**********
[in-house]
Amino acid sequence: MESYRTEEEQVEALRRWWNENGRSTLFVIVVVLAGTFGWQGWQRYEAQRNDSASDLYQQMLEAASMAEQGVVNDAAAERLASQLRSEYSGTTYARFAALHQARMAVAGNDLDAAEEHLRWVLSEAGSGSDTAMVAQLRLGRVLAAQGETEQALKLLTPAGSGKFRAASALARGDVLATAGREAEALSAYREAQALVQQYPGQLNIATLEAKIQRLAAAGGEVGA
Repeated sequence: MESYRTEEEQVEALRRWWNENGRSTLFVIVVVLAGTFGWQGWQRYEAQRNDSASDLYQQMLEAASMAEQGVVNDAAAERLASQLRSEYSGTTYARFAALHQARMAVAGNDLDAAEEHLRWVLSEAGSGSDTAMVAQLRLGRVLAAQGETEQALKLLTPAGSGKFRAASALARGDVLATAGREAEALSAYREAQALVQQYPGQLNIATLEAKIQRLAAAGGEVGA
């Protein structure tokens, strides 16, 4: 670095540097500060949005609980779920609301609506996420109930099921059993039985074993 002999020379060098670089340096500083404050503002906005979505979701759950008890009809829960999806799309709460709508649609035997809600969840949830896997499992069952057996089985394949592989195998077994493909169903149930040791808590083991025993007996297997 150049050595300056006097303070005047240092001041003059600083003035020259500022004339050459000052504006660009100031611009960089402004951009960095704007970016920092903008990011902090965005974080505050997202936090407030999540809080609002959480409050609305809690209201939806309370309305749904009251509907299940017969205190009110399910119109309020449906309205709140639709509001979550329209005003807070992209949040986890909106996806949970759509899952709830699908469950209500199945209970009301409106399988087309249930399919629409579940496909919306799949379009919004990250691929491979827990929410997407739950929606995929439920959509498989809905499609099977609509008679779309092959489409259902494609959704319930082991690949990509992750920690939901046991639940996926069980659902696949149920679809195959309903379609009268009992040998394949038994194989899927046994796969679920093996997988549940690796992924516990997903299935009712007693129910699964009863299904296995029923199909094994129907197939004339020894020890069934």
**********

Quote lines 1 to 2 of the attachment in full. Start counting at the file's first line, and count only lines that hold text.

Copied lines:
[in-house]
Amino acid sequence: MESYRTEEEQVEALRRWWNENGRSTLFVIVVVLAGTFGWQGWQRYEAQRNDSASDLYQQMLEAASMAEQGVVNDAAAERLASQLRSEYSGTTYARFAALHQARMAVAGNDLDAAEEHLRWVLSEAGSGSDTAMVAQLRLGRVLAAQGETEQALKLLTPAGSGKFRAASALARGDVLATAGREAEALSAYREAQALVQQYPGQLNIATLEAKIQRLAAAGGEVGA